- Shares pare weekly loss as central bank stabilizes yuan
- Regulators halted circuit breakers after just four days
Chinese stocks gained in volatile trading after the government suspended a controversial circuit breaker system, the central bank set a higher yuan fix and state-controlled funds were said to buy equities.
The Shanghai Composite Index closed 2 percent higher, after falling as much as 2.2 percent earlier. Regulators removed the circuit breakers after plunges this week closed trading early on Monday and Thursday. The central bank set the currency’s reference rate little changed Friday after an eight-day stretch of weaker fixings that roiled global markets. State-controlled funds purchased Chinese stocks on Friday, focusing on financial shares and others with large weightings in benchmark indexes, according to people familiar with the matter.
“The scrapping of the circuit breaker system will help to stabilize the market, but a sense of panic will remain, particularly among retail investors," said Li Jingyuan, general manager at Shanghai Bingsheng Asset Management. "The ‘national team’ will probably continue to buy stocks significantly to stabilize the market."
While China’s high concentration of individual investors makes its stock-market notoriously volatile, the extreme swings this year have revived concern over the Communist Party’s ability to manage an economy set to grow at the weakest pace since 1990. The selloff has spread around the world this week, sending U.S. equities to their worst-ever start to a year and pushing copper to the lowest levels since 2009.
The CSI 300 Index of large-cap companies in Shanghai and Shenzhen advanced 2 percent. The Hang Seng China Enterprises Index climbed 1.1 percent from a four-year low as China Petroleum & Chemical Corp. led gains by energy companies, while the Hang Seng Index added 0.6 percent. The Shanghai Composite pared its weekly decline to 10 percent, its biggest loss since August.
China’s decision to suspend a stock circuit breaker makes sense, but the implementation and timing don’t, said Mohamed El-Erian, the chief economic adviser at Allianz SE. China realized that it had very tight limits, which did more harm than good, El-Erian said Thursday in an interview with Scarlet Fu on Bloomberg Television.
“They realized this, which is good news. The bad news is they took it off at a very peculiar time and did so without a whole set of compensating measures,” said El-Erian, who is also a columnist for Bloomberg View.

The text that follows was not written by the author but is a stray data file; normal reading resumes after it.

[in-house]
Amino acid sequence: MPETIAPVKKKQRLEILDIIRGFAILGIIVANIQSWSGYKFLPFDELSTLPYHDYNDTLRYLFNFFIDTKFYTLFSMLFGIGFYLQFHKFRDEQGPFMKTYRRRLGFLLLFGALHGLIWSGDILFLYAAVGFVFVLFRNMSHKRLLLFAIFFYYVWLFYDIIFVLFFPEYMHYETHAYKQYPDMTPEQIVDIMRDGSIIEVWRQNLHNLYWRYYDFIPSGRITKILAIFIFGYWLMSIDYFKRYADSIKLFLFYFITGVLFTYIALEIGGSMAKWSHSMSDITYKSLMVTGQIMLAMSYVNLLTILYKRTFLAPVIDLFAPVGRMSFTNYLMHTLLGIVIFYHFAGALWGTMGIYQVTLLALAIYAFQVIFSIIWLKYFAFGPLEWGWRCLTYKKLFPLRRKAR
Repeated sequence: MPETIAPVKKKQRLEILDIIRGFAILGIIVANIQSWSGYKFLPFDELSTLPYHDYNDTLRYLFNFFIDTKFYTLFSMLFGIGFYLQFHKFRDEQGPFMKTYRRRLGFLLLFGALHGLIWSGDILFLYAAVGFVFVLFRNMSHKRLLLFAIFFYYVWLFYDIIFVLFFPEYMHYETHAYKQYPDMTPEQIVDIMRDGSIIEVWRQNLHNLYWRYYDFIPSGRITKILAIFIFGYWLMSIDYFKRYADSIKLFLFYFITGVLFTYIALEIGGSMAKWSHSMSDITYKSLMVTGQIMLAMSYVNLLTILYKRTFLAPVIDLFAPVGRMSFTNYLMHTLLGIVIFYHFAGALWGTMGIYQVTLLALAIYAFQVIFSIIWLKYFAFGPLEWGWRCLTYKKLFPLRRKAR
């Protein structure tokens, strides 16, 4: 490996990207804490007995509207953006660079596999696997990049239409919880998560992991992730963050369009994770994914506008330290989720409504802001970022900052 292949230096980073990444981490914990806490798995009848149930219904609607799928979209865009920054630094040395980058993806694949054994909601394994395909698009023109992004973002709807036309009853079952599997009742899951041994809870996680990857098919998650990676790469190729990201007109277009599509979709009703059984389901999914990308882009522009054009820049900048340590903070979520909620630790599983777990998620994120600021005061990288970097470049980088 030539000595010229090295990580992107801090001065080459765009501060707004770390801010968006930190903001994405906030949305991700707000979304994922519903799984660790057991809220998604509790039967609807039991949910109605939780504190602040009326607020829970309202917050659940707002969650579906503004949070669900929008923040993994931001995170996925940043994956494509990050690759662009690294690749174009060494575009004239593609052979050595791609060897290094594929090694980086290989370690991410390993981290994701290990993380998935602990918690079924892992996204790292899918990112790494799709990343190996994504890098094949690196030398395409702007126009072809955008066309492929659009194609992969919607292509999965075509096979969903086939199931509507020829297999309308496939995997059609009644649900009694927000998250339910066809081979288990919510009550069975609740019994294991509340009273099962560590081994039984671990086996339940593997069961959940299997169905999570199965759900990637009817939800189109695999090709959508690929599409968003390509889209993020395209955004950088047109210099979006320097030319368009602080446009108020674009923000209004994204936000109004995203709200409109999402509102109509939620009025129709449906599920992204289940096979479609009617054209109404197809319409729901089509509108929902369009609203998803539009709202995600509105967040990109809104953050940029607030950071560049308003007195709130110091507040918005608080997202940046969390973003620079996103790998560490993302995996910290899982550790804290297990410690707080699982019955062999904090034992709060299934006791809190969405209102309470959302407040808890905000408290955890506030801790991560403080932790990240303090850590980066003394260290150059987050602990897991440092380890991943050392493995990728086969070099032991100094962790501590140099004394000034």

Investors still face plenty of restrictions in how they trade. Rules limit daily moves by individual stocks to 10 percent, while investors aren’t allowed to buy and sell the same shares in a day. Curbs on trading in what was the world’s most active index futures market have cut volumes by 99 percent from the peak, making it harder to implement hedging strategies. Daily and aggregate quotas limit trading by foreign investors.
The flip-flop in the circuit breaker rule adds to the sentiment among global investors that authorities are improvising -- and improvising poorly -- as they try to stabilize markets and shore up the economy.
“They are changing the rules all the time now,” said Maarten-Jan Bakkum, a senior emerging-markets strategist at NN Investment Partners in The Hague with about $206 billion under management. “The risks seem to have increased.”
Investors should expect more volatility in Chinese markets as the government attempts to shift away from a planned economy to one driven by market forces, Mark Mobius, chairman of the emerging markets group at Franklin Templeton Investments, wrote in a blog post on Thursday. Policy makers face a “conundrum” as they seek to maintain financial stability while at the same time loosening their grip on markets, he said.
As well as the gyrations in the stock market, China’s management of the yuan this week has been fueling anxiety. The central bank cut the reference rate it uses to benchmark the currency to the weakest since March 2011 last session, a move that caused the yuan to spiral before it arrested declines amid speculation policy makers were intervening.
The offshore yuan extended gains Friday after the People’s Bank of China set the daily fixing, which restricts onshore moves to a maximum 2 percent on either side, at 6.5636 a dollar, 0.02 percent stronger than the previous day. That’s 0.5 percent higher than Thursday’s onshore effective closing price in the spot market and ends an eight-day reduction of 1.42 percent.
While a weaker yuan would support China’s flagging export sector, it also boosts risks for the nation’s foreign-currency borrowers and heightens speculation that the slowdown in Asia’s biggest economy is deeper than official data suggest. A surprise devaluation in August roiled global markets on concern the move would trigger a currency war and exacerbate deflationary pressures in developed nations.
The Standard & Poor’s 500 Index has fallen 4.9 percent this year, its worst start in data going back to 1928. The MSCI All-Country World Index has tumbled 5.3 percent.
Trading in S&P 500 e-mini futures soared during Asia hours on Thursday, with volumes in the hour after 9 a.m. in Hong Kong more than six times their level during the same period on Monday, according to data compiled by Bloomberg. China releases the daily yuan reference rate around 9:15 a.m. Hong Kong time, and markets in that city and on the mainland start at 9:30 a.m.